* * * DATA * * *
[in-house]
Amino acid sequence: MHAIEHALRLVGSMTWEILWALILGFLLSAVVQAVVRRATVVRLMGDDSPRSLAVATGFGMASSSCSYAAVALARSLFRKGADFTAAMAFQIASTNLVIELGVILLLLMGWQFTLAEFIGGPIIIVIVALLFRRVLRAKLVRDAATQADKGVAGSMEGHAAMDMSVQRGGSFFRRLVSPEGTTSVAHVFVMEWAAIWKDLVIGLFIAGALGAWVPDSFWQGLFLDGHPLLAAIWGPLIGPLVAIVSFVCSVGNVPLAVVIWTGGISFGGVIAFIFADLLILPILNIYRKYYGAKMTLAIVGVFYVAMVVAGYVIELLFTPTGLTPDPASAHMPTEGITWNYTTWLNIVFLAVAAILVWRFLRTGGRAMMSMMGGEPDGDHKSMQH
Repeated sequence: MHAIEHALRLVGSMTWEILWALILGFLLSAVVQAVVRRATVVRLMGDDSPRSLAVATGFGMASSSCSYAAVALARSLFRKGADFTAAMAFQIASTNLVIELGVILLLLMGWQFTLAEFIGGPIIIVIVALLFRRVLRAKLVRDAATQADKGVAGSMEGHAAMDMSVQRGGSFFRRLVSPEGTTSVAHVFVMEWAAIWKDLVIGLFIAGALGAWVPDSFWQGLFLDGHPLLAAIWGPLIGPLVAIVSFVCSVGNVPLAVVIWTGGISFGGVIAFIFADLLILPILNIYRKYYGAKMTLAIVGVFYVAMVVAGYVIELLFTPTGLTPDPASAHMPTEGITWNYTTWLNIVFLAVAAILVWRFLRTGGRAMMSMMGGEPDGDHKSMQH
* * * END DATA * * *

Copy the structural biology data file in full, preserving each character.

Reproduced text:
[in-house]
Amino acid sequence: MHAIEHALRLVGSMTWEILWALILGFLLSAVVQAVVRRATVVRLMGDDSPRSLAVATGFGMASSSCSYAAVALARSLFRKGADFTAAMAFQIASTNLVIELGVILLLLMGWQFTLAEFIGGPIIIVIVALLFRRVLRAKLVRDAATQADKGVAGSMEGHAAMDMSVQRGGSFFRRLVSPEGTTSVAHVFVMEWAAIWKDLVIGLFIAGALGAWVPDSFWQGLFLDGHPLLAAIWGPLIGPLVAIVSFVCSVGNVPLAVVIWTGGISFGGVIAFIFADLLILPILNIYRKYYGAKMTLAIVGVFYVAMVVAGYVIELLFTPTGLTPDPASAHMPTEGITWNYTTWLNIVFLAVAAILVWRFLRTGGRAMMSMMGGEPDGDHKSMQH
Repeated sequence: MHAIEHALRLVGSMTWEILWALILGFLLSAVVQAVVRRATVVRLMGDDSPRSLAVATGFGMASSSCSYAAVALARSLFRKGADFTAAMAFQIASTNLVIELGVILLLLMGWQFTLAEFIGGPIIIVIVALLFRRVLRAKLVRDAATQADKGVAGSMEGHAAMDMSVQRGGSFFRRLVSPEGTTSVAHVFVMEWAAIWKDLVIGLFIAGALGAWVPDSFWQGLFLDGHPLLAAIWGPLIGPLVAIVSFVCSVGNVPLAVVIWTGGISFGGVIAFIFADLLILPILNIYRKYYGAKMTLAIVGVFYVAMVVAGYVIELLFTPTGLTPDPASAHMPTEGITWNYTTWLNIVFLAVAAILVWRFLRTGGRAMMSMMGGEPDGDHKSMQH